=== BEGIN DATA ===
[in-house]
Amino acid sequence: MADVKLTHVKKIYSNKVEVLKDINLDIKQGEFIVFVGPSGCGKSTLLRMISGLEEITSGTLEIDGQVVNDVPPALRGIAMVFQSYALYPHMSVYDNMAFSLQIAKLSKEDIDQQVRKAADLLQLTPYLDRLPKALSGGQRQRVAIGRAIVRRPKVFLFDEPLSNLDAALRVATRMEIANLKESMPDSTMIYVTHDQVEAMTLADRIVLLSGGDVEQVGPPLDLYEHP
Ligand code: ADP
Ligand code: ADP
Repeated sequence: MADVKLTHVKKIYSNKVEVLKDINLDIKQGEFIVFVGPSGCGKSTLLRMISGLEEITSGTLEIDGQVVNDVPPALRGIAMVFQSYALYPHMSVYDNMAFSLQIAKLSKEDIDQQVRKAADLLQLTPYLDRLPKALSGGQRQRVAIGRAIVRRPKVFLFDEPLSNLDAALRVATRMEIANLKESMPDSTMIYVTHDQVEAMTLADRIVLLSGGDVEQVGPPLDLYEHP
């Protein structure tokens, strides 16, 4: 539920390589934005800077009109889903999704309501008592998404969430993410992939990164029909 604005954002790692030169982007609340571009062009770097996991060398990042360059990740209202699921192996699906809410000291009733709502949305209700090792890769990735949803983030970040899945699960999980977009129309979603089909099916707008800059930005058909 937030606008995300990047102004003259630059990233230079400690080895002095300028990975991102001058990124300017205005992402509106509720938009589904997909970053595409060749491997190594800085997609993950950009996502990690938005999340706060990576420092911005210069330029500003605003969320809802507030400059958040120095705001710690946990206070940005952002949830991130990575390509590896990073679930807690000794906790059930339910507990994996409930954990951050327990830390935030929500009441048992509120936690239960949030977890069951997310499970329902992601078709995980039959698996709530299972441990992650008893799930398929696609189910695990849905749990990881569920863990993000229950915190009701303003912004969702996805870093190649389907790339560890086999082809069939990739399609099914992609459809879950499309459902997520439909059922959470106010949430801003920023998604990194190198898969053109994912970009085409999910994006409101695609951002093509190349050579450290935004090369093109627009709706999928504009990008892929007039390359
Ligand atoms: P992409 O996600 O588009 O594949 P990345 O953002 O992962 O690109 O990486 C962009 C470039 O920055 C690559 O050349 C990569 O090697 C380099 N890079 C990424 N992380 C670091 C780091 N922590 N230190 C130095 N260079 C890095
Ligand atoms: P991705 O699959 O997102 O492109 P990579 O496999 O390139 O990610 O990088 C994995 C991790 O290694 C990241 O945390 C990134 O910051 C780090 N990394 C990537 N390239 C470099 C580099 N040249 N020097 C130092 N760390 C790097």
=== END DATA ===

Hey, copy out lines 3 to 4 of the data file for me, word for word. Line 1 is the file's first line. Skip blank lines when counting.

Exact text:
Ligand code: ADP
Ligand code: ADP